To reproduce this visualization figure, first train the model on the toy dataset to save statistics required for visualization (training uses GPU when available):

python toy.py --aggressive 1 --plot_mode multiple

Here --plot_mode can be specified as single to reproduce the single-point trajectory figure (Figure 3 in the paper). This command trains a VAE model with aggressive training on synthetic data, and the required statistics is saved in folder plot_data (folder would be created automatically if non-existing).

Then run the plotting script:

python plot_scripts/plot_multiple.py --aggressive 1 --iter 2000

Here --aggressive specifies the aggressive training mode (should be the same as training), --iter specifies for which iteration the figure is plotted, we save the plotting data every 200 iterations by default at training time. The generated figures would be saved in folder plot_figure as pdf files (folder would be created automatically if non-existing).

Similarly, run plot_single.py is able to generate the single-point trajectory figure.

Text Generation

Text generation is supported through sampling from either the prior or posterior (i.e. reconstruction).

Generation from prior (by default it generates 100 samples):

python text.py --dataset [dataset] --decode_from [pretrained model path]

Reconstruction:

python text.py --dataset [dataset] --decode_from [pretrained model path] --decode_input [a text file for reconstruction]

--decode_input file has one raw sentence per line, which is the same format as training data.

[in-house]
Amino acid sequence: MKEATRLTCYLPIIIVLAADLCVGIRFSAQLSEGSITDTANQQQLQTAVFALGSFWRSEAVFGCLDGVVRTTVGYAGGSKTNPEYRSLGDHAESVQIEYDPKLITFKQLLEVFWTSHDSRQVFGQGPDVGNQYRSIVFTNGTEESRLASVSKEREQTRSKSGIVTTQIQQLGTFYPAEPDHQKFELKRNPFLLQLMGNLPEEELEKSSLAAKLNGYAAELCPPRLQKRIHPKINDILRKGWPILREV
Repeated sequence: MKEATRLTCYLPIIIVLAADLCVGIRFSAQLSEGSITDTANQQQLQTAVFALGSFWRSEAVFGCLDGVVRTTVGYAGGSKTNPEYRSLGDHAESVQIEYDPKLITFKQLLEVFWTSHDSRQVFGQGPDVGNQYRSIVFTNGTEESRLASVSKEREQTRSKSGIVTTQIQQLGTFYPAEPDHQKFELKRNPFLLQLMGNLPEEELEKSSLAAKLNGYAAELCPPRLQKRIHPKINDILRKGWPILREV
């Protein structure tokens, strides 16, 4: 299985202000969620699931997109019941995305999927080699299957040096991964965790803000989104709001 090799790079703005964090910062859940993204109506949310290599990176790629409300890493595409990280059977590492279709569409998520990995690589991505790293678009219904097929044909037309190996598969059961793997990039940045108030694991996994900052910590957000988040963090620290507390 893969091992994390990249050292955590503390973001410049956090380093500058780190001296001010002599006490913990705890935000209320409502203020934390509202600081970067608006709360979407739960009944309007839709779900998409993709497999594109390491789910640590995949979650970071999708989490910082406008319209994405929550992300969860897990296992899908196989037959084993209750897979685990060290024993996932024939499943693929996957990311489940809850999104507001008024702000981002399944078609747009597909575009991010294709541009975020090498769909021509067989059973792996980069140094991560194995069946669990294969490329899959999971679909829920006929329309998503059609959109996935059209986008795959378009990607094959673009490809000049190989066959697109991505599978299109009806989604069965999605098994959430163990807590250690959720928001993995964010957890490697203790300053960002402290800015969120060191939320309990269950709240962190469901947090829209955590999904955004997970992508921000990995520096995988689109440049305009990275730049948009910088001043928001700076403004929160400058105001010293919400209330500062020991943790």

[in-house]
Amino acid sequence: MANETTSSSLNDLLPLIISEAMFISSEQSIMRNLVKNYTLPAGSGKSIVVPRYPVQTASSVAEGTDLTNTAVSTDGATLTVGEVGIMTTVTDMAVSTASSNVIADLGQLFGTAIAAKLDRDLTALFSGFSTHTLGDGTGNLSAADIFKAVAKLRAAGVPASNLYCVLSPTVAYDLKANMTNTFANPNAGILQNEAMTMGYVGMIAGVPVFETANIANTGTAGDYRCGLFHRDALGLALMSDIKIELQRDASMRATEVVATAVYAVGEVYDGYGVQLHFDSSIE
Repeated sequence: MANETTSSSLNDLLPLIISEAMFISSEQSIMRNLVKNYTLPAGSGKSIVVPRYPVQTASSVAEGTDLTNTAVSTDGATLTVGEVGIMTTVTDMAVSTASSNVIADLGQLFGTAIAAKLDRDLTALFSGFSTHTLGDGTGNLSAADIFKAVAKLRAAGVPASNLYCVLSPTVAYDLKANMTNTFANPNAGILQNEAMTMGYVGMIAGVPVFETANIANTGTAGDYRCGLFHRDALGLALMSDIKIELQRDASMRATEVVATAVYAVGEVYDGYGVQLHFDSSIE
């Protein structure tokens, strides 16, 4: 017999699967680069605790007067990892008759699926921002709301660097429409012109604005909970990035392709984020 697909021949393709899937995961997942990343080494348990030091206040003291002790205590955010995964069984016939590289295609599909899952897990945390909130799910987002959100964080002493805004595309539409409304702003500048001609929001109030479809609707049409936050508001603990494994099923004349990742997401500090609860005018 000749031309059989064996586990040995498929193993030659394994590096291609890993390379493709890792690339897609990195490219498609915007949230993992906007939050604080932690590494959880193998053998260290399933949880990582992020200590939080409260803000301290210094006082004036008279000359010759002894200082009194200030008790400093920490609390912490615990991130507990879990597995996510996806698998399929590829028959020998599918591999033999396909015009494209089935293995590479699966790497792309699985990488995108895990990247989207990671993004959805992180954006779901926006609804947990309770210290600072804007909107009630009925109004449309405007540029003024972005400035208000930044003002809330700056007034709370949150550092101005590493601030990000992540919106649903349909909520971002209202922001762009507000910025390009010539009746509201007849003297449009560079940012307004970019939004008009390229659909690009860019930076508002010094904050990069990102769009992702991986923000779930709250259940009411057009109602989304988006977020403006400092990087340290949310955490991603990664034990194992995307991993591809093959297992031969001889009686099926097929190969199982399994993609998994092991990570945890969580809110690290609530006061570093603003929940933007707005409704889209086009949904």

Optional --decoding_strategy argument can be used to specifiy decoding strategy as {greedy, beam, sample}. By default greedy decoding is performed. Generated sentences are saved in folder samples.

Mutual Information and KL Curve

To plot the KL and mutual information curves over course of training (Figure 5 in the paper), first run:

python text.py --dataset yelp --aggressive 1 --warm_up 10 --kl_start 1.0

Then please refer to plot_scripts/plot_log.ipynb as an example to read the log file and generate plots.

Reference

@inproceedings{he2018lagging,
title={Lagging Inference Networks and Posterior Collapse in Variational Autoencoders},
author={Junxian He and Daniel Spokoyny and Graham Neubig and Taylor Berg-Kirkpatrick},
booktitle={Proceedings of ICLR},
year={2019}
}

About

PyTorch implementation of Lagging Inference Networks and Posterior Collapse in Variational Autoencoders

Resources

License

Stars

Watchers

Forks

Releases

No releases published

Packages

No packages published